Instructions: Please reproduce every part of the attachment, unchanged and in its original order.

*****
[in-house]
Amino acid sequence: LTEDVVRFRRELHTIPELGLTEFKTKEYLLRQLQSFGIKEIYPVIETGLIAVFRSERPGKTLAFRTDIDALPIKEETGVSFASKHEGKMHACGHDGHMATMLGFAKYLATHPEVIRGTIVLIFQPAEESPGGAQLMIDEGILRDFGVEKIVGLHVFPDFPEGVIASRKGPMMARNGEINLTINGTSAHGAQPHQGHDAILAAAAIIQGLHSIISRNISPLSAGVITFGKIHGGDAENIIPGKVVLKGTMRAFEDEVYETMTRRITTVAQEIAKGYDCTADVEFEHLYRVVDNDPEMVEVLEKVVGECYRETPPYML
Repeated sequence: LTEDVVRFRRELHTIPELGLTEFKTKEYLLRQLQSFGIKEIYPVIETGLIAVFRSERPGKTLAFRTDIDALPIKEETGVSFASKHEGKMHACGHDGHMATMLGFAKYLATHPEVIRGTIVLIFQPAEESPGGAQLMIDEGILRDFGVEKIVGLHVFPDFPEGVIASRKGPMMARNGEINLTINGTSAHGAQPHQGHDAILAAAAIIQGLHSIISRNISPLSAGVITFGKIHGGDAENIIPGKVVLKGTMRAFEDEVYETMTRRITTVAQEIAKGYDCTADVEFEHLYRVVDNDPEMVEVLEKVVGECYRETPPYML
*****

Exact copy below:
[in-house]
Amino acid sequence: LTEDVVRFRRELHTIPELGLTEFKTKEYLLRQLQSFGIKEIYPVIETGLIAVFRSERPGKTLAFRTDIDALPIKEETGVSFASKHEGKMHACGHDGHMATMLGFAKYLATHPEVIRGTIVLIFQPAEESPGGAQLMIDEGILRDFGVEKIVGLHVFPDFPEGVIASRKGPMMARNGEINLTINGTSAHGAQPHQGHDAILAAAAIIQGLHSIISRNISPLSAGVITFGKIHGGDAENIIPGKVVLKGTMRAFEDEVYETMTRRITTVAQEIAKGYDCTADVEFEHLYRVVDNDPEMVEVLEKVVGECYRETPPYML
Repeated sequence: LTEDVVRFRRELHTIPELGLTEFKTKEYLLRQLQSFGIKEIYPVIETGLIAVFRSERPGKTLAFRTDIDALPIKEETGVSFASKHEGKMHACGHDGHMATMLGFAKYLATHPEVIRGTIVLIFQPAEESPGGAQLMIDEGILRDFGVEKIVGLHVFPDFPEGVIASRKGPMMARNGEINLTINGTSAHGAQPHQGHDAILAAAAIIQGLHSIISRNISPLSAGVITFGKIHGGDAENIIPGKVVLKGTMRAFEDEVYETMTRRITTVAQEIAKGYDCTADVEFEHLYRVVDNDPEMVEVLEKVVGECYRETPPYML